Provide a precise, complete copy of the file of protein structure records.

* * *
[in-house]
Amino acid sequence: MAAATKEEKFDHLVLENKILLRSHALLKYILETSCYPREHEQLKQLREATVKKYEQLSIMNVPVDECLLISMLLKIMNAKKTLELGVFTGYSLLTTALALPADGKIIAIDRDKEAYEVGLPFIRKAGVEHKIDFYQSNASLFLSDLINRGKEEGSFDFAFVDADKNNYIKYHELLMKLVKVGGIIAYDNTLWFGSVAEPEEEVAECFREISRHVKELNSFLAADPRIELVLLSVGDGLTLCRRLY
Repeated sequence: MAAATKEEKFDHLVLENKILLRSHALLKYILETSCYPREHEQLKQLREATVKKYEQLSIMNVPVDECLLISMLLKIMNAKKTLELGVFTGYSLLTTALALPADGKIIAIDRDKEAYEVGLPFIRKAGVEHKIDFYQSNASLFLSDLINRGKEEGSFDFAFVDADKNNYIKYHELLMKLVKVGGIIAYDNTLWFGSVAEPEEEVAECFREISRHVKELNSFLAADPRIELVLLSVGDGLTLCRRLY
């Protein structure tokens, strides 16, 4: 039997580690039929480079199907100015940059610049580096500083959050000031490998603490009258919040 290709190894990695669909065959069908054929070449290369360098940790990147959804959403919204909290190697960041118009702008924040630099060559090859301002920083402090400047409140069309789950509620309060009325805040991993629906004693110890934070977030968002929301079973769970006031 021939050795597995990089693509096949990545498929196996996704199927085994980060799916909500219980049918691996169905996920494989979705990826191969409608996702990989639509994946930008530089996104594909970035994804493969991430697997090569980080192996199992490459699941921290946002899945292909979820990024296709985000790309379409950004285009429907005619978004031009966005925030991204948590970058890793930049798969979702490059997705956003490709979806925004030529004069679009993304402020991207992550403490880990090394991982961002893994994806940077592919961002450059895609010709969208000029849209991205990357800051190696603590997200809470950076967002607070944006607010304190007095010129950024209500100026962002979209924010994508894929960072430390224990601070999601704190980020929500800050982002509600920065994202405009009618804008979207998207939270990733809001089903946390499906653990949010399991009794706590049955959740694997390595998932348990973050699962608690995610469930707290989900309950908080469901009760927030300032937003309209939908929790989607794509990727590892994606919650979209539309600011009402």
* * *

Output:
[in-house]
Amino acid sequence: MAAATKEEKFDHLVLENKILLRSHALLKYILETSCYPREHEQLKQLREATVKKYEQLSIMNVPVDECLLISMLLKIMNAKKTLELGVFTGYSLLTTALALPADGKIIAIDRDKEAYEVGLPFIRKAGVEHKIDFYQSNASLFLSDLINRGKEEGSFDFAFVDADKNNYIKYHELLMKLVKVGGIIAYDNTLWFGSVAEPEEEVAECFREISRHVKELNSFLAADPRIELVLLSVGDGLTLCRRLY
Repeated sequence: MAAATKEEKFDHLVLENKILLRSHALLKYILETSCYPREHEQLKQLREATVKKYEQLSIMNVPVDECLLISMLLKIMNAKKTLELGVFTGYSLLTTALALPADGKIIAIDRDKEAYEVGLPFIRKAGVEHKIDFYQSNASLFLSDLINRGKEEGSFDFAFVDADKNNYIKYHELLMKLVKVGGIIAYDNTLWFGSVAEPEEEVAECFREISRHVKELNSFLAADPRIELVLLSVGDGLTLCRRLY
């Protein structure tokens, strides 16, 4: 039997580690039929480079199907100015940059610049580096500083959050000031490998603490009258919040 290709190894990695669909065959069908054929070449290369360098940790990147959804959403919204909290190697960041118009702008924040630099060559090859301002920083402090400047409140069309789950509620309060009325805040991993629906004693110890934070977030968002929301079973769970006031 021939050795597995990089693509096949990545498929196996996704199927085994980060799916909500219980049918691996169905996920494989979705990826191969409608996702990989639509994946930008530089996104594909970035994804493969991430697997090569980080192996199992490459699941921290946002899945292909979820990024296709985000790309379409950004285009429907005619978004031009966005925030991204948590970058890793930049798969979702490059997705956003490709979806925004030529004069679009993304402020991207992550403490880990090394991982961002893994994806940077592919961002450059895609010709969208000029849209991205990357800051190696603590997200809470950076967002607070944006607010304190007095010129950024209500100026962002979209924010994508894929960072430390224990601070999601704190980020929500800050982002509600920065994202405009009618804008979207998207939270990733809001089903946390499906653990949010399991009794706590049955959740694997390595998932348990973050699962608690995610469930707290989900309950908080469901009760927030300032937003309209939908929790989607794509990727590892994606919650979209539309600011009402």